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When does an ex-spouse stop cashing in?

How long does the Court retain the ability to make orders between a husband and wife after the marriage has ended?

Matrimonial law provides divorcing couples with the ability to make financial claims against each other. These claims are usually dealt with in a final Court Order approved by the Court as part of the divorce proceedings. This provides the couple with certainty for the future and removes the possibility of one of the parties coming back for a second bite at the cherry.

However, on occasion, couples don’t sort out a final financial agreement when they get divorced. This might be because they don’t think they want to make a claim on each other so they think they don’t need to do anything. At that point, they may not actually have much money to argue about! Sometimes, if relations are amicable at the point of the separation, the couple may trust each other to keep to their promise not to ask for any financial support in the future.

But these financial claims remain “live” and leave an ex-spouse able to change their mind and ask the Court to consider making an order in their favour, sometimes many years after the divorce concluded.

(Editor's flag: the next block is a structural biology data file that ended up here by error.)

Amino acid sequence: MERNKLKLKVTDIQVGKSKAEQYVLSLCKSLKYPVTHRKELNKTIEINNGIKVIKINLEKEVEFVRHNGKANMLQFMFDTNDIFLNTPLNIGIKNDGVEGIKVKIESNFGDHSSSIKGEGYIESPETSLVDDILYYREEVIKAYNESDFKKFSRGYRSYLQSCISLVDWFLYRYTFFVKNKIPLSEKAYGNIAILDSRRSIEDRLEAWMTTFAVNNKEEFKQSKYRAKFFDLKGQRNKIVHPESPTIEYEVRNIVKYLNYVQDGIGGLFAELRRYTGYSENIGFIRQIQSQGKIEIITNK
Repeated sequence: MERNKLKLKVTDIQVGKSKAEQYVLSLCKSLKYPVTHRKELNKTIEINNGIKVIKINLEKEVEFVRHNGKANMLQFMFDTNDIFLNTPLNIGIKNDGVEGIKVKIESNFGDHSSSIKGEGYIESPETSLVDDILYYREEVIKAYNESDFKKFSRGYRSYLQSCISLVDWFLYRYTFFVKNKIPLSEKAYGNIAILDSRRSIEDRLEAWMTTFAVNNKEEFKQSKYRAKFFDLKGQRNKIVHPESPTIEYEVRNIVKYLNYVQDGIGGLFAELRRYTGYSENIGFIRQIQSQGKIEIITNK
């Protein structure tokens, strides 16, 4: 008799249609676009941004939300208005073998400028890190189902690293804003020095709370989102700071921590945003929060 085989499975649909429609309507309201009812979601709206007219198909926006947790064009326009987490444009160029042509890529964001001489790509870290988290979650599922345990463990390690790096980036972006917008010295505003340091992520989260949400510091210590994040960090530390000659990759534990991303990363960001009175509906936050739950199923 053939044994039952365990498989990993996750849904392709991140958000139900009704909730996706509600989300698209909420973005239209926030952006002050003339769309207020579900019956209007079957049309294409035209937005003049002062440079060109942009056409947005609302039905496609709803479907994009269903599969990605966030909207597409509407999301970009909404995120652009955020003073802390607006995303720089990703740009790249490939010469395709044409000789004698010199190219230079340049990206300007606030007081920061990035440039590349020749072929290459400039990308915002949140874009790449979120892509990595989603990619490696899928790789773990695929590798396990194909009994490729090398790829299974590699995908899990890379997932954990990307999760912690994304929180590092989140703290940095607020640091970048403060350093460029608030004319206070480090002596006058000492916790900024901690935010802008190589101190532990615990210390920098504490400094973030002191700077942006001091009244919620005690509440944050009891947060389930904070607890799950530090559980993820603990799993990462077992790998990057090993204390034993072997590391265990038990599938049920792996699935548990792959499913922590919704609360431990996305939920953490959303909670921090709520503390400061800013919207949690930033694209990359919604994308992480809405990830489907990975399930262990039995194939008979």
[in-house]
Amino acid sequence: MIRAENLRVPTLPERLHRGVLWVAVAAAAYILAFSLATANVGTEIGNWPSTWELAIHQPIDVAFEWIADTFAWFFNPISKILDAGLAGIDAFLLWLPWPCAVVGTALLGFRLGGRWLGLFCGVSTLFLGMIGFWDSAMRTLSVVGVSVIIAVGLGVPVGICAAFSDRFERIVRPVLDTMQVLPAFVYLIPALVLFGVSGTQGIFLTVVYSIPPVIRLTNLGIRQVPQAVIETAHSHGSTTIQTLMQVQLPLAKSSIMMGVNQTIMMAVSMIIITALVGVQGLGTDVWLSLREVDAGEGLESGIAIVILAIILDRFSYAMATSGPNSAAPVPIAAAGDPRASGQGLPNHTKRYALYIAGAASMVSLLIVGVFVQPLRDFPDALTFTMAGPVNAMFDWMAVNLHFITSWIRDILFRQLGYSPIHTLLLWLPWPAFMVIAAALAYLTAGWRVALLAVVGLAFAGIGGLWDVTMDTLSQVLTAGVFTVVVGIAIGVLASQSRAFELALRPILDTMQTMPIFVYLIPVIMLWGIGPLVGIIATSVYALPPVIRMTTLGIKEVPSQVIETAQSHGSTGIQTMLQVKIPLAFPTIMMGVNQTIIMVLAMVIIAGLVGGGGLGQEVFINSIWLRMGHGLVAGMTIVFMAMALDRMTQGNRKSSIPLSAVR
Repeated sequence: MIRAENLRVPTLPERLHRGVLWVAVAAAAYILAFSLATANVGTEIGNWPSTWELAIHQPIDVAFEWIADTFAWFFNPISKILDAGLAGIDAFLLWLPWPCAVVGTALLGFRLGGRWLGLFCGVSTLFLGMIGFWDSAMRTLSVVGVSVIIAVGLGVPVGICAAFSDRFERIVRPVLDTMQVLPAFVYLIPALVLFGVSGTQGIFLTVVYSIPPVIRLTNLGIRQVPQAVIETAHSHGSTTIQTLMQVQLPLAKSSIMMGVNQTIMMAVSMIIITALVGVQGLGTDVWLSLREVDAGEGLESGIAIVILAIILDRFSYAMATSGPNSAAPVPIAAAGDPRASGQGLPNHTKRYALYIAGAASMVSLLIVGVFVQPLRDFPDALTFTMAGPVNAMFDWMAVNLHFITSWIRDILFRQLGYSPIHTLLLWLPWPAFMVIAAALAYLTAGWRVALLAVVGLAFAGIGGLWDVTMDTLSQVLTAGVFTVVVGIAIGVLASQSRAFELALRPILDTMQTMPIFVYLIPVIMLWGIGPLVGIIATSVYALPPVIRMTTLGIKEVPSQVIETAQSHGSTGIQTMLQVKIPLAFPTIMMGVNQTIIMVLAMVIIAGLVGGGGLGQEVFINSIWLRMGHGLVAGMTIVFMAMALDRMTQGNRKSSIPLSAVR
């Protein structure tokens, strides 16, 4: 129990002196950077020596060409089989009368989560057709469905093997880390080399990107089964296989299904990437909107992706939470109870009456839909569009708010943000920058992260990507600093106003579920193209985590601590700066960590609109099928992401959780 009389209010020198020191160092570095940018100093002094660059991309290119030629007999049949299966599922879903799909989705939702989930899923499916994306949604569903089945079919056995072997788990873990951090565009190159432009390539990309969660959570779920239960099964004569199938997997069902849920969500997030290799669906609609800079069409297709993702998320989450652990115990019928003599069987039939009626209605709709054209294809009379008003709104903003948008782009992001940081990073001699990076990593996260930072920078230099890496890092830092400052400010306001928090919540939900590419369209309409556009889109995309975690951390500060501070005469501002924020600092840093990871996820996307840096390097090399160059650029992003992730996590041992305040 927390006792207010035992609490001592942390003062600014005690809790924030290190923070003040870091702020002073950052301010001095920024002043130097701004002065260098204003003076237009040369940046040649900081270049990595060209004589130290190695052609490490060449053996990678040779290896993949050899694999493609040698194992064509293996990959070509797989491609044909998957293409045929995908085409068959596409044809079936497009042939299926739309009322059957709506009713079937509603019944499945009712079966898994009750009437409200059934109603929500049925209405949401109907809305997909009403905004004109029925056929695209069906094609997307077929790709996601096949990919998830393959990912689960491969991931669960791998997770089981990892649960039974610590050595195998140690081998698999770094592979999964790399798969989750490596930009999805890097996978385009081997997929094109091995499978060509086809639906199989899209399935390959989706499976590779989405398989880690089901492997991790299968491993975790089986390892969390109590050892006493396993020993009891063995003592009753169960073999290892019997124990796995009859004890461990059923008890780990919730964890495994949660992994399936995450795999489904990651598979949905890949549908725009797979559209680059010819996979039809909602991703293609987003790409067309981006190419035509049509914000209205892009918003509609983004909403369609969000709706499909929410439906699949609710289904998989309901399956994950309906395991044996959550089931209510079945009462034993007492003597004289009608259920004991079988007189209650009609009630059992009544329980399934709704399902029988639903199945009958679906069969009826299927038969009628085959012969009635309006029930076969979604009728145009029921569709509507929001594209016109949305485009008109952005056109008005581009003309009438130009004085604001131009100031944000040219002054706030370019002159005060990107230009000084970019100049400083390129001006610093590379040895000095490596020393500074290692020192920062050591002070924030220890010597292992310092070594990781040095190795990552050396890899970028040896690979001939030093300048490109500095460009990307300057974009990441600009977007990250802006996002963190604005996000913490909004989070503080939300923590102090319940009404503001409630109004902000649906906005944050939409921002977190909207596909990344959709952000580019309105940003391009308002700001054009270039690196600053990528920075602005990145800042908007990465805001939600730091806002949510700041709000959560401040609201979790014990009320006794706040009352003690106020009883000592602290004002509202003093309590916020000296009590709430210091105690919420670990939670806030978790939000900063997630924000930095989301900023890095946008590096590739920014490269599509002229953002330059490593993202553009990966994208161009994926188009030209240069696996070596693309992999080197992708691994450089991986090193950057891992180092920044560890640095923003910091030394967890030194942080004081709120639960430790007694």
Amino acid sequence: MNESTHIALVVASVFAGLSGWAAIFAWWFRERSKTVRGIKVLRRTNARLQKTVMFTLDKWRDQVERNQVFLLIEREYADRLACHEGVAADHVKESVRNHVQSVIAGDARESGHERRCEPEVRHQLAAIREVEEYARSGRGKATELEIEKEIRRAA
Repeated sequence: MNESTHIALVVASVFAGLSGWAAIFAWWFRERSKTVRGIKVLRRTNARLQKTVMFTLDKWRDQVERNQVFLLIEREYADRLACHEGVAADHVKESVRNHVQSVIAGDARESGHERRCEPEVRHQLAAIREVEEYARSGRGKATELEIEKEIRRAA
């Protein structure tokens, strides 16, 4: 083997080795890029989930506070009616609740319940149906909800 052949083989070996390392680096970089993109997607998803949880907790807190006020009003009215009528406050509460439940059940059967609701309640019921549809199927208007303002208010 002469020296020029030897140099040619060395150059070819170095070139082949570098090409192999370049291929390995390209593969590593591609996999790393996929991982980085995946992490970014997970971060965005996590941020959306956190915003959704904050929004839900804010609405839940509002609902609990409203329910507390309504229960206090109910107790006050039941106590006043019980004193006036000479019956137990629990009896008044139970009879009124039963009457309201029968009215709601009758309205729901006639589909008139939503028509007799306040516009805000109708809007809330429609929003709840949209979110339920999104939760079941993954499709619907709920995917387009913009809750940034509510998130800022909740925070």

There’s no substitute for getting specialist legal advice on separation to ensure that there are no loose ends. A “clean break” order is the only way to achieve certainty. If you already have a final order, it’s crucial to check whether there are any ongoing obligations, such as maintenance, contained in it, which you might be able bring to an end now and minimise your future exposure to your former spouse.

The Family team at BPE Solicitors have a wealth of experience in advising couples on divorce and separation. 

For more information contact our Family team on 01242 224433 or family@bpe.co.uk



These notes have been prepared for the purpose of an article only. They should not be regarded as a substitute for taking legal advice.



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